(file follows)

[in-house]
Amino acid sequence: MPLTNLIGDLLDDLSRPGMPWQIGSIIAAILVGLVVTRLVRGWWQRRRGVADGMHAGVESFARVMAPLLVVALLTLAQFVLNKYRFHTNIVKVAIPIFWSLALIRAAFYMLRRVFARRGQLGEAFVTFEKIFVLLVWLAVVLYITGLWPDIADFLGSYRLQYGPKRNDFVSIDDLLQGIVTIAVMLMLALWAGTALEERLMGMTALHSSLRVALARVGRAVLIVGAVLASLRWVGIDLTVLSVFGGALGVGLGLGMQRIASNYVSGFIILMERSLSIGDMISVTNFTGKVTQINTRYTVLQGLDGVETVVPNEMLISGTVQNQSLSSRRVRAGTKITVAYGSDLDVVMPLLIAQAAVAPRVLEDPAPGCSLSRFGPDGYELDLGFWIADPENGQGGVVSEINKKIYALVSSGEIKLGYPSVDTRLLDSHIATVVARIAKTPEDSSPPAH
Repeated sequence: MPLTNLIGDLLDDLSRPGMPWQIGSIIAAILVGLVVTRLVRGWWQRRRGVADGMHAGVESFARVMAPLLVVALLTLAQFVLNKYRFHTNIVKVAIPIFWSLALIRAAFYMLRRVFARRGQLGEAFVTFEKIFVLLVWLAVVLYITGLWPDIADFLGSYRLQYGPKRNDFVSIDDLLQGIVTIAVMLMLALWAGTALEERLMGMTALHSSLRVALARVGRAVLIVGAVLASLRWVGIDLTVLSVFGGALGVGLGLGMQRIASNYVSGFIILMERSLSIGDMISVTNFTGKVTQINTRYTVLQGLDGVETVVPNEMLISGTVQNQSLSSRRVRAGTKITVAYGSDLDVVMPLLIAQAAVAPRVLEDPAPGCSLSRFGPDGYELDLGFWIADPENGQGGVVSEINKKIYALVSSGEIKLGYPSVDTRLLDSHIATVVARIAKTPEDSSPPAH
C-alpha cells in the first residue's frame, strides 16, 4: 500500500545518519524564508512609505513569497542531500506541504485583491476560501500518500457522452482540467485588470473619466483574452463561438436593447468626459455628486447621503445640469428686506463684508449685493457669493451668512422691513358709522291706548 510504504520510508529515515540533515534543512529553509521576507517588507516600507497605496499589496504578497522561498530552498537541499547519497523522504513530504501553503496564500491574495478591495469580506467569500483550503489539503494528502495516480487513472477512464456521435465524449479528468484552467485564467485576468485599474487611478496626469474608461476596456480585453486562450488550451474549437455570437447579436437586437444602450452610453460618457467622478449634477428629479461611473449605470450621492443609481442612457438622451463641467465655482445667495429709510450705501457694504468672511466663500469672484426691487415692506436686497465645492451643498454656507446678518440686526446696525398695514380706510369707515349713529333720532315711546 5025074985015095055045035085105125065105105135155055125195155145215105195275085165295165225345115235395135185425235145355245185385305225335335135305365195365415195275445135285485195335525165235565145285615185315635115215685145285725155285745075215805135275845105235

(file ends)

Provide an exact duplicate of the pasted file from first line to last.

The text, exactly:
[in-house]
Amino acid sequence: MPLTNLIGDLLDDLSRPGMPWQIGSIIAAILVGLVVTRLVRGWWQRRRGVADGMHAGVESFARVMAPLLVVALLTLAQFVLNKYRFHTNIVKVAIPIFWSLALIRAAFYMLRRVFARRGQLGEAFVTFEKIFVLLVWLAVVLYITGLWPDIADFLGSYRLQYGPKRNDFVSIDDLLQGIVTIAVMLMLALWAGTALEERLMGMTALHSSLRVALARVGRAVLIVGAVLASLRWVGIDLTVLSVFGGALGVGLGLGMQRIASNYVSGFIILMERSLSIGDMISVTNFTGKVTQINTRYTVLQGLDGVETVVPNEMLISGTVQNQSLSSRRVRAGTKITVAYGSDLDVVMPLLIAQAAVAPRVLEDPAPGCSLSRFGPDGYELDLGFWIADPENGQGGVVSEINKKIYALVSSGEIKLGYPSVDTRLLDSHIATVVARIAKTPEDSSPPAH
Repeated sequence: MPLTNLIGDLLDDLSRPGMPWQIGSIIAAILVGLVVTRLVRGWWQRRRGVADGMHAGVESFARVMAPLLVVALLTLAQFVLNKYRFHTNIVKVAIPIFWSLALIRAAFYMLRRVFARRGQLGEAFVTFEKIFVLLVWLAVVLYITGLWPDIADFLGSYRLQYGPKRNDFVSIDDLLQGIVTIAVMLMLALWAGTALEERLMGMTALHSSLRVALARVGRAVLIVGAVLASLRWVGIDLTVLSVFGGALGVGLGLGMQRIASNYVSGFIILMERSLSIGDMISVTNFTGKVTQINTRYTVLQGLDGVETVVPNEMLISGTVQNQSLSSRRVRAGTKITVAYGSDLDVVMPLLIAQAAVAPRVLEDPAPGCSLSRFGPDGYELDLGFWIADPENGQGGVVSEINKKIYALVSSGEIKLGYPSVDTRLLDSHIATVVARIAKTPEDSSPPAH
C-alpha cells in the first residue's frame, strides 16, 4: 500500500545518519524564508512609505513569497542531500506541504485583491476560501500518500457522452482540467485588470473619466483574452463561438436593447468626459455628486447621503445640469428686506463684508449685493457669493451668512422691513358709522291706548 510504504520510508529515515540533515534543512529553509521576507517588507516600507497605496499589496504578497522561498530552498537541499547519497523522504513530504501553503496564500491574495478591495469580506467569500483550503489539503494528502495516480487513472477512464456521435465524449479528468484552467485564467485576468485599474487611478496626469474608461476596456480585453486562450488550451474549437455570437447579436437586437444602450452610453460618457467622478449634477428629479461611473449605470450621492443609481442612457438622451463641467465655482445667495429709510450705501457694504468672511466663500469672484426691487415692506436686497465645492451643498454656507446678518440686526446696525398695514380706510369707515349713529333720532315711546 5025074985015095055045035085105125065105105135155055125195155145215105195275085165295165225345115235395135185425235145355245185385305225335335135305365195365415195275445135285485195335525165235565145285615185315635115215685145285725155285745075215805135275845105235